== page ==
Professor Mike Edmunds, emeritus professor of astrophysics at Cardiff University, has been part of a team working to decode the inscriptions on the ancient device, believed to have been made some time between 200 BC and 70 BC, to try to discover what they mean in relation to the use of the device.
The Antikythera Mechanism was recovered from a shipwreck discovered in 1900 by sponge divers off the coast of the island of Antikythera in Greece.
The team, known as the Antikythera Mechanism Research Project (AMRP), have used x-ray scanning to read around 3,400 characters on the surviving surfaces of the mechanism, and have discovered that the device itself was used as a calendar, as well as a mechanism to predict eclipses.
The team’s research found that the inscriptions refer not only to the sun and the moon, as was already known, but confirm that the motions of the planets were also shown, as well as the timing and colour of eclipses.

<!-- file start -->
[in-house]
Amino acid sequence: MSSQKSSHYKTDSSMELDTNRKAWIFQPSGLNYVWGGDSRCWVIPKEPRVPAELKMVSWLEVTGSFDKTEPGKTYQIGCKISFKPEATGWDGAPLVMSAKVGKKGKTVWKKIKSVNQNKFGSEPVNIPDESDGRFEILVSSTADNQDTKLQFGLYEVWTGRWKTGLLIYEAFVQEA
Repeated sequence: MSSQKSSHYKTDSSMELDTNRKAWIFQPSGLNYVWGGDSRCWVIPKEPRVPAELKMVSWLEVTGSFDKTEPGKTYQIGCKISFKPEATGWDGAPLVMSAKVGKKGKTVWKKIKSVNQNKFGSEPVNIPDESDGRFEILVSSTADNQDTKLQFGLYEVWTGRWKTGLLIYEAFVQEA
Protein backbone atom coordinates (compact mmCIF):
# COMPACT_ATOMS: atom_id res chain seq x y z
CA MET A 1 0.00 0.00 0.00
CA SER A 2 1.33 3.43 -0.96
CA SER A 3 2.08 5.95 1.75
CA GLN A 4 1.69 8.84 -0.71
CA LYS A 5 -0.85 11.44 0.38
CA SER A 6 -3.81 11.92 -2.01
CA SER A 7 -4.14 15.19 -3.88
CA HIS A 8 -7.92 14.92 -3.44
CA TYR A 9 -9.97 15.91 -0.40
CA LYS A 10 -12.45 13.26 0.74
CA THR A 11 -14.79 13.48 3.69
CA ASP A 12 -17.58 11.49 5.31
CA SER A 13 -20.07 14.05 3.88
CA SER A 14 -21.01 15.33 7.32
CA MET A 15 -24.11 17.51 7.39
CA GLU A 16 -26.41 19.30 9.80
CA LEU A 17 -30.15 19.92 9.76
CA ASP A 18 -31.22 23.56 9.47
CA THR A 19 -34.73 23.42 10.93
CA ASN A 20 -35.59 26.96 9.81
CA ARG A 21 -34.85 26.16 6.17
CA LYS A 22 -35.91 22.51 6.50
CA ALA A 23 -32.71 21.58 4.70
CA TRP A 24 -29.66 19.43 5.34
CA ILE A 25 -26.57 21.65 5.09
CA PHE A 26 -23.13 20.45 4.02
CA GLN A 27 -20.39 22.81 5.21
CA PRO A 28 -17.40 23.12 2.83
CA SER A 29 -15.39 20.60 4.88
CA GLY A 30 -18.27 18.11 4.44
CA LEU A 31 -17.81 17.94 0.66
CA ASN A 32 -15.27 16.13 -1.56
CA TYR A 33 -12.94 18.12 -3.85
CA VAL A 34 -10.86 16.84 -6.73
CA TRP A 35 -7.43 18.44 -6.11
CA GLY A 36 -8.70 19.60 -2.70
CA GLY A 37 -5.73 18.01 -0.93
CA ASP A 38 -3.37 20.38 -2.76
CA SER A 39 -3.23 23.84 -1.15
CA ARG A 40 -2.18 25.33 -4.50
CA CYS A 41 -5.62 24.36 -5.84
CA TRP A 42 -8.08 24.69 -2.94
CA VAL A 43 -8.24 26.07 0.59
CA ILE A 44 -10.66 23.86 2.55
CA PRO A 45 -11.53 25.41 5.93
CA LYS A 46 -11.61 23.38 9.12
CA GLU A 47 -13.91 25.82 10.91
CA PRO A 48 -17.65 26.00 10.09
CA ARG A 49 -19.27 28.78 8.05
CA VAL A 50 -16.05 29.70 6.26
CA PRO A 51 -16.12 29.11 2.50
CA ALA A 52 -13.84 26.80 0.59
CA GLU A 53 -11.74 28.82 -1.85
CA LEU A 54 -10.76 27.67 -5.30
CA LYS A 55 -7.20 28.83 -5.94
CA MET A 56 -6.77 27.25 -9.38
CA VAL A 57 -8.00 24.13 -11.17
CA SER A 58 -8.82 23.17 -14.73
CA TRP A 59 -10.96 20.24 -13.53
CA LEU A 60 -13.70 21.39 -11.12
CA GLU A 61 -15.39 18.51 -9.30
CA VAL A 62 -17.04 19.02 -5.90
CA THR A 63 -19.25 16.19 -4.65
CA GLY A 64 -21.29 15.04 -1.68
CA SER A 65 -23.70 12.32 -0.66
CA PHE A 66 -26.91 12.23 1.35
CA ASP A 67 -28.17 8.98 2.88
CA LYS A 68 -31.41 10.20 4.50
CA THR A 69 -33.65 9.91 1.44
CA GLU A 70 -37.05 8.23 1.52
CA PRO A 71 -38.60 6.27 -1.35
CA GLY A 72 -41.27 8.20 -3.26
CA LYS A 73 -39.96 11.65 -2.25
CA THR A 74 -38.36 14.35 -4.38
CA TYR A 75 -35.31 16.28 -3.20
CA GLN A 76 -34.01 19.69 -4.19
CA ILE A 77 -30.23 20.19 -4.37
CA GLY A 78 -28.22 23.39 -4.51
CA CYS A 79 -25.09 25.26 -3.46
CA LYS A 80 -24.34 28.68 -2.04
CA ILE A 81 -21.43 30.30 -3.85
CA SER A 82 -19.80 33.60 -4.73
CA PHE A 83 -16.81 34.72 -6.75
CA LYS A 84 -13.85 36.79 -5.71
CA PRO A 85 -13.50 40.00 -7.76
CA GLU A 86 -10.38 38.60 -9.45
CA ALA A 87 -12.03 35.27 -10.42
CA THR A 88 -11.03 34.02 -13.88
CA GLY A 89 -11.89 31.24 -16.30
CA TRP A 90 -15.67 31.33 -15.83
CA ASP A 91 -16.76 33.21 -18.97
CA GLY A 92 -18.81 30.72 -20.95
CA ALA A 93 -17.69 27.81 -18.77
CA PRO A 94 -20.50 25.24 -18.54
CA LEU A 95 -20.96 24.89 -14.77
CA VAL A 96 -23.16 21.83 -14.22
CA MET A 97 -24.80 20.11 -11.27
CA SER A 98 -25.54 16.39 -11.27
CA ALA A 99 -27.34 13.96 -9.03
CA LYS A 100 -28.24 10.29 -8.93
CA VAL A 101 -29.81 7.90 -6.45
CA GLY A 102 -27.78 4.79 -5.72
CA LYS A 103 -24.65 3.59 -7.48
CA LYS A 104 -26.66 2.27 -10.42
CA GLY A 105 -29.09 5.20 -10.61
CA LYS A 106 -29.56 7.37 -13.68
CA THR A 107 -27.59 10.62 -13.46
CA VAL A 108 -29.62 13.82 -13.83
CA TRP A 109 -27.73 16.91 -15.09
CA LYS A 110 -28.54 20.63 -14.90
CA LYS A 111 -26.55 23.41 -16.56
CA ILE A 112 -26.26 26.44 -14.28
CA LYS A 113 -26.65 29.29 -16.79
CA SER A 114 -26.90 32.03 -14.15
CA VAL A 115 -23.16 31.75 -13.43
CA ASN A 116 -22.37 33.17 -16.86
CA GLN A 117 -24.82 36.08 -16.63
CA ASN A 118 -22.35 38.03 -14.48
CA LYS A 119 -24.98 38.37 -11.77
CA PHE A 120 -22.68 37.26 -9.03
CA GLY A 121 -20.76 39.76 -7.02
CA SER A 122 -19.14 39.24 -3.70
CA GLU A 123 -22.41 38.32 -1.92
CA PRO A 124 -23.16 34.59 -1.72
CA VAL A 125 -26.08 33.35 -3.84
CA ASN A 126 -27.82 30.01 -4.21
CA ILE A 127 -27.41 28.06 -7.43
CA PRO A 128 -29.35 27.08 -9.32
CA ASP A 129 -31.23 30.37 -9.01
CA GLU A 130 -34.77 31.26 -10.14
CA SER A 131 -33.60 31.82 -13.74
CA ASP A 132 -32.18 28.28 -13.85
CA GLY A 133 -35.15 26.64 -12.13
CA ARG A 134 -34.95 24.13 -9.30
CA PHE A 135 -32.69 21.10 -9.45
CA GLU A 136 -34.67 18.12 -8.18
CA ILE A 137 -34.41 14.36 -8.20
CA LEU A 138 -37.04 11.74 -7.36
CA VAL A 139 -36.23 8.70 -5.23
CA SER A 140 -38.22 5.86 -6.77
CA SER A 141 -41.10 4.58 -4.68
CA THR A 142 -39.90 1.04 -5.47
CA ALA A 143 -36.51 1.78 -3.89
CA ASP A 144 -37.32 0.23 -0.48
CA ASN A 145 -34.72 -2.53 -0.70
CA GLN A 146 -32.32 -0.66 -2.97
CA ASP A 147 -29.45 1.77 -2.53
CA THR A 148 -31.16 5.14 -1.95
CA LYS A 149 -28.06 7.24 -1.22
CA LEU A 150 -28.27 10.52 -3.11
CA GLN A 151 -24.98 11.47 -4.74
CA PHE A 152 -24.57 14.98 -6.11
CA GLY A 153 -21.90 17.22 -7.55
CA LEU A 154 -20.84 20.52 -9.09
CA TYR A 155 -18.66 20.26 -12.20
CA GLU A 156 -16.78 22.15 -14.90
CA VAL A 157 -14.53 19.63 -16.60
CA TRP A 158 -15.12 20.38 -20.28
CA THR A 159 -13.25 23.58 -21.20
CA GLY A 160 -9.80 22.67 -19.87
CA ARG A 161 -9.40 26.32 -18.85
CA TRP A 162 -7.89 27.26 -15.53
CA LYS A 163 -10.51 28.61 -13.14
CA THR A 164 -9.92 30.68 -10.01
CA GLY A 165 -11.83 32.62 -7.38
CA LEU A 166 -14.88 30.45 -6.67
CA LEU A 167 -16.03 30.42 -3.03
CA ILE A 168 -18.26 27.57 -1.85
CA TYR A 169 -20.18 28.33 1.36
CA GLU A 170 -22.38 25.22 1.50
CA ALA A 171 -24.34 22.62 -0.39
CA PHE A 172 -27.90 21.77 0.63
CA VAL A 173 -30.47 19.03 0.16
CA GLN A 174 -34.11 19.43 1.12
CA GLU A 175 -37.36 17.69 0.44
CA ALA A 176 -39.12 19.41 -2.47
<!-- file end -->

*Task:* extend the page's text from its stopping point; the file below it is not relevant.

Significantly, this interest in colour represents the first indication that the mechanism may have been used not only in astronomy, but also in astrology – the system of predicting events on Earth based on the movements and positions of the stars and planets.
The link with astrology was a surprise to researchers because the device’s other functions are either astronomical or linked to a calendar using the common names of the months of the year, as well as recording the timings of athletic events such as the Olympic games.
Speaking at a special presentation in Athens, Professor Edmunds explained that the formal and detailed style of the writing meant it was unlikely to have been a novelty item.
“It takes it, to me, out of the realm of executive toys – it’s more serious than a toy,” Professor Edmunds said.
The researchers have also used the inscriptions to ascertain that the device was probably from the island of Rhodes and could have been made by a team such as a family workshop or business, as various inscriptions on the artefact appear to be made by different hands.
Professor Edmunds concluded: “We still don’t know what it was for. It may be a statement saying that this is what we know about the universe but whether you want to put it on a rich man’s mantelpiece, in a school or academy, or in a temple, we just don’t know.”
Source: Cardiff University